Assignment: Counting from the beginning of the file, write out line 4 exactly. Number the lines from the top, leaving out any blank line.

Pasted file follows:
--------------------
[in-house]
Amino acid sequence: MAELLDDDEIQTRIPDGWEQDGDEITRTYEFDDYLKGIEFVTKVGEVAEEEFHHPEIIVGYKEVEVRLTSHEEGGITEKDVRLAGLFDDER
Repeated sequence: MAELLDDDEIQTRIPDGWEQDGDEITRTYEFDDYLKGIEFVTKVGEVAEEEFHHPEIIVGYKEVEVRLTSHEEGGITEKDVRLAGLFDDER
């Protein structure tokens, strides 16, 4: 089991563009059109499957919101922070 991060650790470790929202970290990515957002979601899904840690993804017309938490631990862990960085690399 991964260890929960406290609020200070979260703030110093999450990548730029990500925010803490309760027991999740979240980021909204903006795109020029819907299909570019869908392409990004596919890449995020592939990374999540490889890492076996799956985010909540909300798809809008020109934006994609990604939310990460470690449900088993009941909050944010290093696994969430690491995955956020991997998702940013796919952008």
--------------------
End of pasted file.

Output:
């Protein structure tokens, strides 16, 4: 089991563009059109499957919101922070 991060650790470790929202970290990515957002979601899904840690993804017309938490631990862990960085690399 991964260890929960406290609020200070979260703030110093999450990548730029990500925010803490309760027991999740979240980021909204903006795109020029819907299909570019869908392409990004596919890449995020592939990374999540490889890492076996799956985010909540909300798809809008020109934006994609990604939310990460470690449900088993009941909050944010290093696994969430690491995955956020991997998702940013796919952008």